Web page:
Youngblood Hawke - Wake Up | Album Review | By Volume

I knew we'd never write. somehow that seemed alright. This counts as calling three years out. The Wrens - 13 Months in 6 Minutes

Youngblood Hawke

Wake Up

A sterile sound for a sterile new wave.

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Author: on August 18, 2013
Universal Republic
April 23, 2013

Genres usually manifest in retrospect. Five, ten, twenty years later we wake up from our musical indifference and realize that we must immediately find a distinct label under which to put that album we love. By doing so, we needlessly cage artists up, and we spark futile arguments about whether or not Pinkerton is emo or indie. Yet there is a new genre emerging right before our eyes from the sterile remnants of indie rock; an offensively inoffensive brand of sunshine-washed power-pop for the Youtube generation. Big reverb, wishy-washy vocals and thumping beats all-too-casually trip over each other on their way out of the speakers. A wave of innocuous lyrics float in one ear and straight out the other. Barely a year after their inception, Youngblood Hawke (with their clumsy prog-rock name) have shuffled themselves firmly under the umbrella of indifference, sheltered from the hailing grit of the real world. It was only a matter of time before prime time chat shows started lapping them up; before their impending popularity was truly cemented — bizarre that this was before lead single “We Come Running” managed featuring in a Coca-Cola ad campaign, just about slamming the final nail in the coffin. In truth, it would be disingenuous of me to suggest that it is only a matter of time before I forget literally everything about debut album Wake Up. No, it’s a rare breed of album so infuriatingly harmless that it’s surprisingly easy to forget the album while you’re listening to it.

Everyone loves a picnic. Everyone loves a cupcake with icing. Everyone loves a good rainbow. But what Youngblood Hawke offer you with Wake Up is all three at once, served by a man in a wool-hemp blazer, whose pet poodle is sat at his feet, smoking a pipe. It is twee to a near-farcical extent, yet its ready-packaged punch impacts like a painted-on smile, the unwavering euphoria sounding frustratingly flat through the super-compressed, bland mix the album was funneled through. The flaccid woah-woahs and sha-la-las fit like a square peg in a round hole for swathes of the record, particularly when inelegantly forced alongside the album’s other wildly misjudged sonic experiments — such as the unexpected drop into Guetta-esque synths toward the end of “We Come Running”. Perhaps more curious, however, is that on tracks such as “Dreams”, “Blackbeak” and the interminable “Live & Die”, Youngblood Hawke appear to ill-advisedly stumble into a faux-dubstep territory of sorts. The result is not dissimilar to listening to break beats played on a xylophone; it feels neither urgent nor necessary, and it acts perfectly as a microcosm, as the entire album is much like the audio equivalent of the feeling one experiences when looking at a bland item of furniture.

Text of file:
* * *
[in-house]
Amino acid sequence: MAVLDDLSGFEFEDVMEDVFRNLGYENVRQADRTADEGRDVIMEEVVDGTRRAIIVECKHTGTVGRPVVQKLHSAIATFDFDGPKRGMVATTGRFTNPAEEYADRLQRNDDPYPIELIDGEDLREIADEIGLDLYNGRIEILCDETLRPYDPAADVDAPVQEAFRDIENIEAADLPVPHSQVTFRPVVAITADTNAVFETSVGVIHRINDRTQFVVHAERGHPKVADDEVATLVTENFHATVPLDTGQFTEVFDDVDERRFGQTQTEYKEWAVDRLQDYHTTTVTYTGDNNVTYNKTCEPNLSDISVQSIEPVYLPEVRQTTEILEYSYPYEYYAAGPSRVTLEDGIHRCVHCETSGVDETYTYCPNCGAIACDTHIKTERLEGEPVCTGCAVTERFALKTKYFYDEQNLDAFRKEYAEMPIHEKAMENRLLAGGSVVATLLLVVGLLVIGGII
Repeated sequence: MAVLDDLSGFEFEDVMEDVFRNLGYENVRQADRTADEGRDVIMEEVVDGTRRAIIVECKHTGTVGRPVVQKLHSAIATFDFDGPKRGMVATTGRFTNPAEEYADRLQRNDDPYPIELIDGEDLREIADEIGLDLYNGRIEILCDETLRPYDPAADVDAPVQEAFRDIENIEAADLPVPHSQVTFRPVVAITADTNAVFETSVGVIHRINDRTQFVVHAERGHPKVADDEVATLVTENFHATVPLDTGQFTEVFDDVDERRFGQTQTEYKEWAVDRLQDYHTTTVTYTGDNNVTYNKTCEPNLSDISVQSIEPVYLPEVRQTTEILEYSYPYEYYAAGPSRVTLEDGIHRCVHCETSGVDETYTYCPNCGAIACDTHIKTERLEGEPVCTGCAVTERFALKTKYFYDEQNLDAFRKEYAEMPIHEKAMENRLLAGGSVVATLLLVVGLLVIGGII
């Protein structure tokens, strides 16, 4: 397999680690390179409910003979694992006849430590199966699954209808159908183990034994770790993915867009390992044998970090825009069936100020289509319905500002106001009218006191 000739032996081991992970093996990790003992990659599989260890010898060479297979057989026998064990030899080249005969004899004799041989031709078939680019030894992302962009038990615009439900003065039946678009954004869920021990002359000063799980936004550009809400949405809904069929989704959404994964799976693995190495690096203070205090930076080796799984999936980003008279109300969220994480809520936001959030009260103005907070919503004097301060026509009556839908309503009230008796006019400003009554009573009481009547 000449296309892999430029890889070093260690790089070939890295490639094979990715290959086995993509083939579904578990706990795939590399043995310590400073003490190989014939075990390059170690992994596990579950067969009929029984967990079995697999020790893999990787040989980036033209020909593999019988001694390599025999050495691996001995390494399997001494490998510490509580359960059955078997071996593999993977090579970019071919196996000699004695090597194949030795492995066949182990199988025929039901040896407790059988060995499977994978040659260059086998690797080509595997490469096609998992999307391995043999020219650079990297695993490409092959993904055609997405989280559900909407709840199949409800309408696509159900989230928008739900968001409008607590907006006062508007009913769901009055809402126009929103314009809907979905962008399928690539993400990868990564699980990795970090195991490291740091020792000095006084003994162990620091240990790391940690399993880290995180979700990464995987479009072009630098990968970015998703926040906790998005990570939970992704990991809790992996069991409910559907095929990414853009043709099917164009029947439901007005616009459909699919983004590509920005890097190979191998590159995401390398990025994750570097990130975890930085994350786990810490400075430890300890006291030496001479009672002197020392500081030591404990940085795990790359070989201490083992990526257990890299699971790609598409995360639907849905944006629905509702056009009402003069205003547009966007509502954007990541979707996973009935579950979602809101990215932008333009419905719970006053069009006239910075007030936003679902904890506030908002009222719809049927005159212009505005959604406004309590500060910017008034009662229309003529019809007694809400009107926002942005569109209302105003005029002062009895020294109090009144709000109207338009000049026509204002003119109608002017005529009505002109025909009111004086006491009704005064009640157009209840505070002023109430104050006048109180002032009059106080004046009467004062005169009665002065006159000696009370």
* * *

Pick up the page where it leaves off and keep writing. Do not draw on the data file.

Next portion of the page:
Youngblood Hawke are, so far, an outfit tainted by missed opportunity. “I’m feeling rootless” sings Sam Martin on the opening track, but one thing’s for sure; Youngblood Hawke are not without blatant roots. The number of bands you can hear floating through their unobtrusive sound are countless, and at numerous points while I waited for Wake Up to end (which felt like an eternity), I found myself contemplating their music less than I did other bands they bear more than a passing resemblance to. They’re a less psychedelic MGMT, a less groove-oriented Two Door Cinema Club, a less Swedish ABBA. Even the slightly more ballsy “Dreams, one of the few intriguing moments the record apportions, sounds scarily like “Ghosts by The Presets, if it had been composed in a board room. Lifeless, emotionless and ruthlessly banal, Wake Up is Youngblood Hawke stalling on the starting line, straining to hold that evergreen grin while their adroit contemporaries disappear over the horizon with furrowed brows.

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